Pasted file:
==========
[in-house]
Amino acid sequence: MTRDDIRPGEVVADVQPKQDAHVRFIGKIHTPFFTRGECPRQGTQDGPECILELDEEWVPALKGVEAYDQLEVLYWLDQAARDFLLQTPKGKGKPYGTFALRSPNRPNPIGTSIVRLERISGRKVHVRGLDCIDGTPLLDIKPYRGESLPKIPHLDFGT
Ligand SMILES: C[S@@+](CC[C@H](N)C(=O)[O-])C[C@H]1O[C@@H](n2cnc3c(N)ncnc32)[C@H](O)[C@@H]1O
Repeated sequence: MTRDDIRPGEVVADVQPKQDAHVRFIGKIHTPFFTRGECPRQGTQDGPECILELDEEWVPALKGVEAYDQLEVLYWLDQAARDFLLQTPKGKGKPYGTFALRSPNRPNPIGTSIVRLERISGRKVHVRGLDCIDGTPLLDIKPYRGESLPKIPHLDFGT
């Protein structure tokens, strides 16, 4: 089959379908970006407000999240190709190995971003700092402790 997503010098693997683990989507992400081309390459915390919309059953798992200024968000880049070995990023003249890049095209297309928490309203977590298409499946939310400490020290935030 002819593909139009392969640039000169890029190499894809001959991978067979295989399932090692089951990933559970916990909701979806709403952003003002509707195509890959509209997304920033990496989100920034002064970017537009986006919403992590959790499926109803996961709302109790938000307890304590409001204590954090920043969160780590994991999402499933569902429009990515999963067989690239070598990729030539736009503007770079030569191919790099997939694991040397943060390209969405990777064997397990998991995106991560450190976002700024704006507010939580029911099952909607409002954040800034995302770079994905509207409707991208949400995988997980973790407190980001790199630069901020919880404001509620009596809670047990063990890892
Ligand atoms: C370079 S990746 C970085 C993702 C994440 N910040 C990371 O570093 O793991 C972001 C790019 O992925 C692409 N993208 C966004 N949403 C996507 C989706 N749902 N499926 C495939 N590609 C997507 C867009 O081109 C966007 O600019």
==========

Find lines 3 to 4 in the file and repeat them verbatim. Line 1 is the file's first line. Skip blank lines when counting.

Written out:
Ligand SMILES: C[S@@+](CC[C@H](N)C(=O)[O-])C[C@H]1O[C@@H](n2cnc3c(N)ncnc32)[C@H](O)[C@@H]1O
Repeated sequence: MTRDDIRPGEVVADVQPKQDAHVRFIGKIHTPFFTRGECPRQGTQDGPECILELDEEWVPALKGVEAYDQLEVLYWLDQAARDFLLQTPKGKGKPYGTFALRSPNRPNPIGTSIVRLERISGRKVHVRGLDCIDGTPLLDIKPYRGESLPKIPHLDFGT